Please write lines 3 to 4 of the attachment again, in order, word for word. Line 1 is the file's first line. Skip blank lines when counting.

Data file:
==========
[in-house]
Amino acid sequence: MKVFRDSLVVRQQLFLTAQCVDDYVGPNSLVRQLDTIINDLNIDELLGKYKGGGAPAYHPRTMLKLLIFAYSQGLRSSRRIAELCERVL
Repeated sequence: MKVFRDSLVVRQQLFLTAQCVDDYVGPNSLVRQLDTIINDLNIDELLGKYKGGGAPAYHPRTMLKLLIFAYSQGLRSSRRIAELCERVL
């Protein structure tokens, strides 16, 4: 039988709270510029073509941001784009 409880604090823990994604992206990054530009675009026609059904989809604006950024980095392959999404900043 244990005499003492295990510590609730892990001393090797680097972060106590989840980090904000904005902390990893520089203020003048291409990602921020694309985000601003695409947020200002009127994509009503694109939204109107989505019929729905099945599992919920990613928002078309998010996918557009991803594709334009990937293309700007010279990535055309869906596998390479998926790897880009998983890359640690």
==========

Repeated sequence: MKVFRDSLVVRQQLFLTAQCVDDYVGPNSLVRQLDTIINDLNIDELLGKYKGGGAPAYHPRTMLKLLIFAYSQGLRSSRRIAELCERVL
């Protein structure tokens, strides 16, 4: 039988709270510029073509941001784009 409880604090823990994604992206990054530009675009026609059904989809604006950024980095392959999404900043 244990005499003492295990510590609730892990001393090797680097972060106590989840980090904000904005902390990893520089203020003048291409990602921020694309985000601003695409947020200002009127994509009503694109939204109107989505019929729905099945599992919920990613928002078309998010996918557009991803594709334009990937293309700007010279990535055309869906596998390479998926790897880009998983890359640690």